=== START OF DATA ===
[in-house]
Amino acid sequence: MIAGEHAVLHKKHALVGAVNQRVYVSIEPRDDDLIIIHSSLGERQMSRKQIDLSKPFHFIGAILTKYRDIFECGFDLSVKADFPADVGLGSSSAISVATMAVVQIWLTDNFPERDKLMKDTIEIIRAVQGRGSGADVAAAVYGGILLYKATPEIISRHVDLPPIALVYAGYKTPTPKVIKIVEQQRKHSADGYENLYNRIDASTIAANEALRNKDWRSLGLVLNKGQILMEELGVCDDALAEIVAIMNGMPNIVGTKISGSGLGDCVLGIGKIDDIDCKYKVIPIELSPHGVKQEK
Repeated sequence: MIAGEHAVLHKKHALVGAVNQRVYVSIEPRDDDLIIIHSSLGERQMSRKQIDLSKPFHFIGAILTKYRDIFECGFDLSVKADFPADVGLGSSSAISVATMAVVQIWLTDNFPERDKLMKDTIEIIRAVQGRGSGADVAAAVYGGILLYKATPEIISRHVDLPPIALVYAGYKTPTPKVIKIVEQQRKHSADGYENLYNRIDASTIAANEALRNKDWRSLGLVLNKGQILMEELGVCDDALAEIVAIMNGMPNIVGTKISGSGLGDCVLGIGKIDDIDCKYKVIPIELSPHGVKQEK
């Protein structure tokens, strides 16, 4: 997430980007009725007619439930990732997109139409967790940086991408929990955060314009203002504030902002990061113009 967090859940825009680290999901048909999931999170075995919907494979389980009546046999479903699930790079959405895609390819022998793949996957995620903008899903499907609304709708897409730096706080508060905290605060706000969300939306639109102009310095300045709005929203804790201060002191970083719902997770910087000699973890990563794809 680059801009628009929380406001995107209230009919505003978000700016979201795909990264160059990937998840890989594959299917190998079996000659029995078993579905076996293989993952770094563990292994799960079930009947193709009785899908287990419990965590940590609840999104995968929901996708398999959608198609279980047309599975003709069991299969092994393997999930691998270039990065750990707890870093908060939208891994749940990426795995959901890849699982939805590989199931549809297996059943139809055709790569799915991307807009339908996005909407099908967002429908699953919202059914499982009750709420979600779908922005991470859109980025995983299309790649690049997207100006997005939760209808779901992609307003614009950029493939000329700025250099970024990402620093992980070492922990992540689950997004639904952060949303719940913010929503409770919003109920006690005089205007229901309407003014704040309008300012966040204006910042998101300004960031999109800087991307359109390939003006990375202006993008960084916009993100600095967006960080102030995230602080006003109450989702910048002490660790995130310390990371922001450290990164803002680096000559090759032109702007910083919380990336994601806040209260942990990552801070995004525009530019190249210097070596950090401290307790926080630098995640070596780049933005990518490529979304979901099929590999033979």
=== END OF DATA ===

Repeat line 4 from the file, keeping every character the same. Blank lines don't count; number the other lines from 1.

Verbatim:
């Protein structure tokens, strides 16, 4: 997430980007009725007619439930990732997109139409967790940086991408929990955060314009203002504030902002990061113009 967090859940825009680290999901048909999931999170075995919907494979389980009546046999479903699930790079959405895609390819022998793949996957995620903008899903499907609304709708897409730096706080508060905290605060706000969300939306639109102009310095300045709005929203804790201060002191970083719902997770910087000699973890990563794809 680059801009628009929380406001995107209230009919505003978000700016979201795909990264160059990937998840890989594959299917190998079996000659029995078993579905076996293989993952770094563990292994799960079930009947193709009785899908287990419990965590940590609840999104995968929901996708398999959608198609279980047309599975003709069991299969092994393997999930691998270039990065750990707890870093908060939208891994749940990426795995959901890849699982939805590989199931549809297996059943139809055709790569799915991307807009339908996005909407099908967002429908699953919202059914499982009750709420979600779908922005991470859109980025995983299309790649690049997207100006997005939760209808779901992609307003614009950029493939000329700025250099970024990402620093992980070492922990992540689950997004639904952060949303719940913010929503409770919003109920006690005089205007229901309407003014704040309008300012966040204006910042998101300004960031999109800087991307359109390939003006990375202006993008960084916009993100600095967006960080102030995230602080006003109450989702910048002490660790995130310390990371922001450290990164803002680096000559090759032109702007910083919380990336994601806040209260942990990552801070995004525009530019190249210097070596950090401290307790926080630098995640070596780049933005990518490529979304979901099929590999033979």